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Acupuncture gives ill animals 2nd jab at life

MUMBAI: Lying on a doctor's couch, Savalee barely flinches or mews as the veterinarian gingerly tacks needles along his spine. By now, the six-month-old kitten is used to the acupuncture jabs-a therapy it has been undergoing since it was barely two months old. Back then, Savalee was "completely paralysed" and a doctor had said he would have to be put down.

Acupuncture saved my pet. It has given him a new life," says Ghatkopar resident Pallavi Kharat, as she gently pins the kitten down on the couch at Dr Deepa Katyal's clinic in Chembur. An accident -a family member stepped on the tiny creature-rendering him paralytic."Crushed, the kitten was bleeding at the mouth and its limbs were crossed. It remained in a curled-up position, head lolling to the left," said Kharat, a zoologist, adding that this left the entire family in a state of shock.Savalee was initially taken to a local vet who said he could have suffered a brain injury and suggested the kitten may have to be put down. But Kharat's heart refused to heed that advice. A bit of searching on the internet led her to Dr Katyal.

"At first I was sceptical, but I thought I should take a chance as Savalee was in acute pain," says Kharat. Five days after the accident, diagnostic tests and a few rounds of acupuncture, Savalee's posture began to straighten. "A fortnight of acupuncture and he had recovered so well. It was like a miracle," says Kharat, adding the acupuncture sessions continue, although their frequency has reduced. From a state of complete paralysis, the kitten now prances around the house.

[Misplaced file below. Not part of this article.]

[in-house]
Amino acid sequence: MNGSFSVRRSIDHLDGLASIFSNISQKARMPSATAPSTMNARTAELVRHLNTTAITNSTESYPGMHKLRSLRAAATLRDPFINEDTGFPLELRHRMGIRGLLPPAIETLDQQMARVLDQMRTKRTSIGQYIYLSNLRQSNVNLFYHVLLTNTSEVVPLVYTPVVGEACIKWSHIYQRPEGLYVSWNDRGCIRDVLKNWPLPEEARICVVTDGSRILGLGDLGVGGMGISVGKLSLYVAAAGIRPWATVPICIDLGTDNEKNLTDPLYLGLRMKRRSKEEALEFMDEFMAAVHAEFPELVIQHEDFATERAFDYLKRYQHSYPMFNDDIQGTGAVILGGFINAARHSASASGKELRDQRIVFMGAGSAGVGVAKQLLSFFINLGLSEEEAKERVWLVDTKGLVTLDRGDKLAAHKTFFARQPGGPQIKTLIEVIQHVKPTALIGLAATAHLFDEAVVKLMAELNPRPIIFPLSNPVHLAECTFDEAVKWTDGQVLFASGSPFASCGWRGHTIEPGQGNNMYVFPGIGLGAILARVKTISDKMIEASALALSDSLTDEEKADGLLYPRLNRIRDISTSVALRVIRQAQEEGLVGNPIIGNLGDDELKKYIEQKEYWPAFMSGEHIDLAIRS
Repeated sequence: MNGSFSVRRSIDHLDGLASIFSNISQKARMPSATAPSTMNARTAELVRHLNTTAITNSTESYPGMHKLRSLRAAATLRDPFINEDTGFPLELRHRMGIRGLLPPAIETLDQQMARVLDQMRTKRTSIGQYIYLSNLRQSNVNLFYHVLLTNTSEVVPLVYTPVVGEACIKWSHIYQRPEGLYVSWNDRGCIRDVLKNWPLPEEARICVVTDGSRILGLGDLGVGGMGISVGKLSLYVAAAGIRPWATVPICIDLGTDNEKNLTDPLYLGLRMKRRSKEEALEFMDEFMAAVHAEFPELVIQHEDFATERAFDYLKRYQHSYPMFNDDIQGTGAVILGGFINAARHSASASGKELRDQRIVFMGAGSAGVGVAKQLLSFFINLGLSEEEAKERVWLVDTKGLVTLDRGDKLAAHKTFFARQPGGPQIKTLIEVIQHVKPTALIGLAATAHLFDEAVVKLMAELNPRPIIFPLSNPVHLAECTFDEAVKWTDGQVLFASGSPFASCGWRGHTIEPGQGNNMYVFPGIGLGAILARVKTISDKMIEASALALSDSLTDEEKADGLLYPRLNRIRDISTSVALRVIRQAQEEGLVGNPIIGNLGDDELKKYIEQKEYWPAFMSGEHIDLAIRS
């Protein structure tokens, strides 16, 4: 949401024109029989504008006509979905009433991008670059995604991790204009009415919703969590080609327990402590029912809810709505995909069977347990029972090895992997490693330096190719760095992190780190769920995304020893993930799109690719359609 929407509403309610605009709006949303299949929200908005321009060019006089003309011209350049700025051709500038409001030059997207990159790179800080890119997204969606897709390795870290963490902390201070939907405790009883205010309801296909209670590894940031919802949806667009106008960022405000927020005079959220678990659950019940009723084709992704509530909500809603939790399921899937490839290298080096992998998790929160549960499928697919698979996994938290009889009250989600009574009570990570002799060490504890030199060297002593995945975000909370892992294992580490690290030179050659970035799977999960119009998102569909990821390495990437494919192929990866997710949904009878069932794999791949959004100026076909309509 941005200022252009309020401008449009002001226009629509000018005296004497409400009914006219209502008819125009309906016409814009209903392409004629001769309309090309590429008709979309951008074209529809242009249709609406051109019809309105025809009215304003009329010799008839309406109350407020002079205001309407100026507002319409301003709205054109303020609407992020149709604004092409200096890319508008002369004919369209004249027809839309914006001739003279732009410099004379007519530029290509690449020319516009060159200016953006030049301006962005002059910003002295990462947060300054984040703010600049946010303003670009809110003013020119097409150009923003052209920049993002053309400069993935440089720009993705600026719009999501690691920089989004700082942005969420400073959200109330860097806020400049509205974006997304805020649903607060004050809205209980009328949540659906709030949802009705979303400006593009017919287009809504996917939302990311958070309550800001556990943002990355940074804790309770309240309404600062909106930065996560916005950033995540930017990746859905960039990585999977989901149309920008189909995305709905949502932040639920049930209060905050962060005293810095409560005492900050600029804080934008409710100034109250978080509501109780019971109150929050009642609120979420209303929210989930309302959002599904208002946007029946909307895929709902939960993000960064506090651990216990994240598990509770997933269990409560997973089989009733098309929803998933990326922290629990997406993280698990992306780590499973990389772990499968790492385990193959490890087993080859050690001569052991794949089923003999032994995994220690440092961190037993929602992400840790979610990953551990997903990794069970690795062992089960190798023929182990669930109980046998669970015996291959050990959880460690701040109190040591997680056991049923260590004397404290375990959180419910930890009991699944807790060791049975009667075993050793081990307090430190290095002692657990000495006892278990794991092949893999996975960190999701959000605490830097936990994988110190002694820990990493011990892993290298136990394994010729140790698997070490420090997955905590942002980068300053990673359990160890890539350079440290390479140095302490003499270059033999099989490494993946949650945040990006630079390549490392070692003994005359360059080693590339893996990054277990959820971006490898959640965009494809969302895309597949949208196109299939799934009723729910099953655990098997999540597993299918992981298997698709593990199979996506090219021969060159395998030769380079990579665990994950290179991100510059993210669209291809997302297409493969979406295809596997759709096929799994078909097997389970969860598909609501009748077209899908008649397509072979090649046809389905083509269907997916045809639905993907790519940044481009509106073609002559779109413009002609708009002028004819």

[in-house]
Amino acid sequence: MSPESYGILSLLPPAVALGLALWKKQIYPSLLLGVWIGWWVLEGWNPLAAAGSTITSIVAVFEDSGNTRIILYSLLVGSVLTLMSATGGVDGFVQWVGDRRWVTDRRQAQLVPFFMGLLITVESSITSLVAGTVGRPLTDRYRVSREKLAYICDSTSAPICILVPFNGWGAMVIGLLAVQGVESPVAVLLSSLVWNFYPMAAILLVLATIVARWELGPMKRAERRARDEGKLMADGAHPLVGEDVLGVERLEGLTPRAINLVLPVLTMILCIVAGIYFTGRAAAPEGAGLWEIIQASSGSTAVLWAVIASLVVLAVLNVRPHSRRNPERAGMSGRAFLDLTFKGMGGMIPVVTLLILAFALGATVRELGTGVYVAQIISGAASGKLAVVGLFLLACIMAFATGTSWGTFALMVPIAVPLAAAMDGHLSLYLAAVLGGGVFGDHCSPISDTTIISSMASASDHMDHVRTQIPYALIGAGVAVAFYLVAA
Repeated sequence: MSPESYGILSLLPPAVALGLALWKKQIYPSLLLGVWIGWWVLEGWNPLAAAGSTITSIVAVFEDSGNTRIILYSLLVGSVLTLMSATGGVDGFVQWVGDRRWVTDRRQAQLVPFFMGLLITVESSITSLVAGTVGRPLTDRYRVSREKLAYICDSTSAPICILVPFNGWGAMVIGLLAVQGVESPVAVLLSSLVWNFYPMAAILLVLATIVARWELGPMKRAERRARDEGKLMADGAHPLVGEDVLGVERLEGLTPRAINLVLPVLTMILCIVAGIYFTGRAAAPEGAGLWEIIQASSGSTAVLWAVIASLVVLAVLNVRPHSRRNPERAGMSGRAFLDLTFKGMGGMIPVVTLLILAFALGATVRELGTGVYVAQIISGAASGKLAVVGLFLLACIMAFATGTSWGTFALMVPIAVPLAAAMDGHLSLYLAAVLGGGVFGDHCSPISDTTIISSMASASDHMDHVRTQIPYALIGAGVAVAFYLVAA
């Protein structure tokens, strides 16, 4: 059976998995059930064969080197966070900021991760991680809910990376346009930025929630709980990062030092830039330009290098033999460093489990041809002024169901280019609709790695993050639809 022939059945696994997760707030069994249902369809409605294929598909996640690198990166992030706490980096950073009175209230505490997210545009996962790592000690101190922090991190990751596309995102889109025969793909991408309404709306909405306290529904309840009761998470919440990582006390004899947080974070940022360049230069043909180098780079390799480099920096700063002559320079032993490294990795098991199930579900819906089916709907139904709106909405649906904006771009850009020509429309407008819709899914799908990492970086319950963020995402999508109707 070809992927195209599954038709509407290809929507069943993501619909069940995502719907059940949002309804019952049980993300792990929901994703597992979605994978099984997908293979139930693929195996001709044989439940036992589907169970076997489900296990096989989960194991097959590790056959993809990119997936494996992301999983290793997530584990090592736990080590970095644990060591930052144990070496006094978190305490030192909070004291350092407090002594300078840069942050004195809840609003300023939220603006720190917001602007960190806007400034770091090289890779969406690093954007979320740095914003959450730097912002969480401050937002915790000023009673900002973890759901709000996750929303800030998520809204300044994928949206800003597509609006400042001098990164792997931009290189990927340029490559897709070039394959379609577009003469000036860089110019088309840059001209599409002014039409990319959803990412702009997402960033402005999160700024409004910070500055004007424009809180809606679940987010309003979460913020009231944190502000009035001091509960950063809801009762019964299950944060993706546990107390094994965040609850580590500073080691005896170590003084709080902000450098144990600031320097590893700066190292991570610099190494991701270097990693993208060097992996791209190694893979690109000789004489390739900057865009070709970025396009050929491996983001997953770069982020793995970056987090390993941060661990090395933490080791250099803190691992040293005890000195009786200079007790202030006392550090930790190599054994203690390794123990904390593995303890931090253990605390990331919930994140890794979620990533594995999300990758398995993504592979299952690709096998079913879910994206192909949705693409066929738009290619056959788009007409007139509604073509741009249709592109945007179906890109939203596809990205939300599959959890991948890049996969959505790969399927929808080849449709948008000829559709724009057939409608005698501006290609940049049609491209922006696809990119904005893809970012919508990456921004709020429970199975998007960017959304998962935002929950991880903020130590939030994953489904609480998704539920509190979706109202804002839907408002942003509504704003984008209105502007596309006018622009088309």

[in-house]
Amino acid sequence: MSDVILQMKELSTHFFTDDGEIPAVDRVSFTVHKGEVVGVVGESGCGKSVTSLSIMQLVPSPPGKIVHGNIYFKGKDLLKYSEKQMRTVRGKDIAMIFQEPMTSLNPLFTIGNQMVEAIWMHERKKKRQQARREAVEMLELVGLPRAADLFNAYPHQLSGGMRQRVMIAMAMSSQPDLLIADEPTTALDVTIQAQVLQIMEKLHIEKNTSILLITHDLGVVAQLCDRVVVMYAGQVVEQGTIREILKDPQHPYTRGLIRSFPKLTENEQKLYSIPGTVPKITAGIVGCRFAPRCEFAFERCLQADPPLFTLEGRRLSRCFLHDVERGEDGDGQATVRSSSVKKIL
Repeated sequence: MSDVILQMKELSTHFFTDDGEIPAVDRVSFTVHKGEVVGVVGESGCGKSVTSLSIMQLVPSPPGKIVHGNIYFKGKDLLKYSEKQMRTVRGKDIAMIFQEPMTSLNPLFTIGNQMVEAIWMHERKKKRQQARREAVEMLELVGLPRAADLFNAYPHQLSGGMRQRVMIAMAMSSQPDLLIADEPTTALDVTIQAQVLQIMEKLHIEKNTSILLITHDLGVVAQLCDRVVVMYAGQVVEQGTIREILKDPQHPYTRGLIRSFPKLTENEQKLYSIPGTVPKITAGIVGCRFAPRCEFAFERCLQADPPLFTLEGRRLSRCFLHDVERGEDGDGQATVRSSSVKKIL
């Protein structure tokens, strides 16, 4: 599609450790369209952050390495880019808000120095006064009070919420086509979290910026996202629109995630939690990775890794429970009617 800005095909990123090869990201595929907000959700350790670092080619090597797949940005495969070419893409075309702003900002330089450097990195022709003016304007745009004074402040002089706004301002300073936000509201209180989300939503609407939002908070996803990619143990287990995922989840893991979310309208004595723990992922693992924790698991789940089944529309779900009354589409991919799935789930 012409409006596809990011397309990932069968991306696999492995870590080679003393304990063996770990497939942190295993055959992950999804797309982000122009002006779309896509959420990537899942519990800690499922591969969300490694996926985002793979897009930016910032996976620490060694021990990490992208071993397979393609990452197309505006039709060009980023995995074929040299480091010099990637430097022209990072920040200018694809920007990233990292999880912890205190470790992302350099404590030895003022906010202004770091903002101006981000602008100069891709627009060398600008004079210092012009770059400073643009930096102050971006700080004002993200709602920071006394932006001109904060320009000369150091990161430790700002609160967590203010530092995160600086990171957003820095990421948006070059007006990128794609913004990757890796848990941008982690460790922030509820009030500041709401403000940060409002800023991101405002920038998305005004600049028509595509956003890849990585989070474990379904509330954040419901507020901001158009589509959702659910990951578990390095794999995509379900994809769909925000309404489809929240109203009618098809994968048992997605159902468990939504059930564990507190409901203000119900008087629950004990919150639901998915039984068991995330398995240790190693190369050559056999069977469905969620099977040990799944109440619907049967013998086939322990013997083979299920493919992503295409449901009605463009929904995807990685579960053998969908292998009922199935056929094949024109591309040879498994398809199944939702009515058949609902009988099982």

Acupuncture, says Dr Katyal, has helped many of her patients, especially those suffering from spinal disorders. The therapy, relatively new with animals, is part of pain management says Dr Katyal, who is a member of the board of directors of the US-based International Veterinary Academy of Pain Management.Agrees Dr Prathmesh Deshmukh, a veterinary acupuncturist, adding that the therapy is a comparatively new development in India. Dr Deshmukh, who has his clinic in Kandivli, says acupuncture is largely used to treat spinal problems, especially cases in which an animal is unable to walk. "It is largely effective with all chronic diseases. Something like chronic kidney disease can be managed though not cured," he says.

Dr Leila Fernandez, a specialist in acupuncture for horses, has been practising the therapy for nearly 20 years. "Yes, acupuncture does work in animals and birds too. But you need to combine western medicine with oriental therapy," says Dr Fernandez, who is based in Pune but often visits Mumbai to treat horses at the Mahalaxmi racecourse. "I try to get a complete diagnosis before incorporating acupuncture and using it in conjunction with physiotherapy when required," she says.

Acupuncture also came as a life-saver for Jenny, a five-year-old Labrador. Jenny, who was obese at 95kg, was paralysed after she suddenly jumped off her owner's slow-moving car on a stony path near Pune. "She had a bloody nose, rolled back her eyes and collapsed," says Nisha Bhosale.

She was taken to a veterinary hospital where Bhosale was told her condition was serious and she would have to be euthanized. "We were told there was a twist in her stomach. Her platelet count had dropped and surgery in such a condition was risky," says Bhosale, adding Jenny's bladder was also infected. "But acupuncture improved her condition. Today, after over a year of treatment, though she can't move around very easily, she is much more active and lively. Her weight has now reduced to 67kg," says Bhosale. Jenny woofs in agreement.

- Original article from The Time of India- Link- http://bit.ly/25sKVsw